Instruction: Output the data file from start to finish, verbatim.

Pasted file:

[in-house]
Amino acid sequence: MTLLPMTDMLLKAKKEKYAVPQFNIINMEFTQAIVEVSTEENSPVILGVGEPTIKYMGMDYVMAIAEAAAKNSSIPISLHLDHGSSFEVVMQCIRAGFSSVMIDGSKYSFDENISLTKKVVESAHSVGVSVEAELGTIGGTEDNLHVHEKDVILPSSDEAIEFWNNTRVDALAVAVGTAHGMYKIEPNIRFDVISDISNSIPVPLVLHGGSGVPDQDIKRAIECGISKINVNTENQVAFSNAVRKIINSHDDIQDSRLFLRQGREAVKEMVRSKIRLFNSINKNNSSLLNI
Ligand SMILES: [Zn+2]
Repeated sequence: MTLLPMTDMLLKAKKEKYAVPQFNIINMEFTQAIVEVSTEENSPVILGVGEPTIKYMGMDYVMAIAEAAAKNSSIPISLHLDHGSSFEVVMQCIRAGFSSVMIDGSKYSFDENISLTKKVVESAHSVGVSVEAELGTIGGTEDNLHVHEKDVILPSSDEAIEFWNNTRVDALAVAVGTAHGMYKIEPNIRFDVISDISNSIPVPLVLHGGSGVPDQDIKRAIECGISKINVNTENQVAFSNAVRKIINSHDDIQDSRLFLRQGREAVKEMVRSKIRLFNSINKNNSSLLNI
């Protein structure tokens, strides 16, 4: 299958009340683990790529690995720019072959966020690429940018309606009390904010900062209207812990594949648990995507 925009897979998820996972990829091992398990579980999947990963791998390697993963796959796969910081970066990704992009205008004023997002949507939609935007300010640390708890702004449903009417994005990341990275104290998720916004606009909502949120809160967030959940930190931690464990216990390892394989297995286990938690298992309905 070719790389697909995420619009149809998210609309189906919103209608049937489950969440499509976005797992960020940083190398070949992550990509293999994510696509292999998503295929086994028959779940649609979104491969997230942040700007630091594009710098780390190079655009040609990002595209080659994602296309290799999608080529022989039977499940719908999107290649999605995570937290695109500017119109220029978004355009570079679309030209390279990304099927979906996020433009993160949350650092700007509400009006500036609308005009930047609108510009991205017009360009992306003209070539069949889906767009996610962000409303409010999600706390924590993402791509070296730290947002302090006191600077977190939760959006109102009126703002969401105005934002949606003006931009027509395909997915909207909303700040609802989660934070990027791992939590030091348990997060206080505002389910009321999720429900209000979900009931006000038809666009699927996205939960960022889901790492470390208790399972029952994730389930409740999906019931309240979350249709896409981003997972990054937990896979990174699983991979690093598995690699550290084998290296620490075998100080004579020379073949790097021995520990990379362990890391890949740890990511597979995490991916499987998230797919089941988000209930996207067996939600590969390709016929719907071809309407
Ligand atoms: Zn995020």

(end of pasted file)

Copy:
[in-house]
Amino acid sequence: MTLLPMTDMLLKAKKEKYAVPQFNIINMEFTQAIVEVSTEENSPVILGVGEPTIKYMGMDYVMAIAEAAAKNSSIPISLHLDHGSSFEVVMQCIRAGFSSVMIDGSKYSFDENISLTKKVVESAHSVGVSVEAELGTIGGTEDNLHVHEKDVILPSSDEAIEFWNNTRVDALAVAVGTAHGMYKIEPNIRFDVISDISNSIPVPLVLHGGSGVPDQDIKRAIECGISKINVNTENQVAFSNAVRKIINSHDDIQDSRLFLRQGREAVKEMVRSKIRLFNSINKNNSSLLNI
Ligand SMILES: [Zn+2]
Repeated sequence: MTLLPMTDMLLKAKKEKYAVPQFNIINMEFTQAIVEVSTEENSPVILGVGEPTIKYMGMDYVMAIAEAAAKNSSIPISLHLDHGSSFEVVMQCIRAGFSSVMIDGSKYSFDENISLTKKVVESAHSVGVSVEAELGTIGGTEDNLHVHEKDVILPSSDEAIEFWNNTRVDALAVAVGTAHGMYKIEPNIRFDVISDISNSIPVPLVLHGGSGVPDQDIKRAIECGISKINVNTENQVAFSNAVRKIINSHDDIQDSRLFLRQGREAVKEMVRSKIRLFNSINKNNSSLLNI
């Protein structure tokens, strides 16, 4: 299958009340683990790529690995720019072959966020690429940018309606009390904010900062209207812990594949648990995507 925009897979998820996972990829091992398990579980999947990963791998390697993963796959796969910081970066990704992009205008004023997002949507939609935007300010640390708890702004449903009417994005990341990275104290998720916004606009909502949120809160967030959940930190931690464990216990390892394989297995286990938690298992309905 070719790389697909995420619009149809998210609309189906919103209608049937489950969440499509976005797992960020940083190398070949992550990509293999994510696509292999998503295929086994028959779940649609979104491969997230942040700007630091594009710098780390190079655009040609990002595209080659994602296309290799999608080529022989039977499940719908999107290649999605995570937290695109500017119109220029978004355009570079679309030209390279990304099927979906996020433009993160949350650092700007509400009006500036609308005009930047609108510009991205017009360009992306003209070539069949889906767009996610962000409303409010999600706390924590993402791509070296730290947002302090006191600077977190939760959006109102009126703002969401105005934002949606003006931009027509395909997915909207909303700040609802989660934070990027791992939590030091348990997060206080505002389910009321999720429900209000979900009931006000038809666009699927996205939960960022889901790492470390208790399972029952994730389930409740999906019931309240979350249709896409981003997972990054937990896979990174699983991979690093598995690699550290084998290296620490075998100080004579020379073949790097021995520990990379362990890391890949740890990511597979995490991916499987998230797919089941988000209930996207067996939600590969390709016929719907071809309407
Ligand atoms: Zn995020």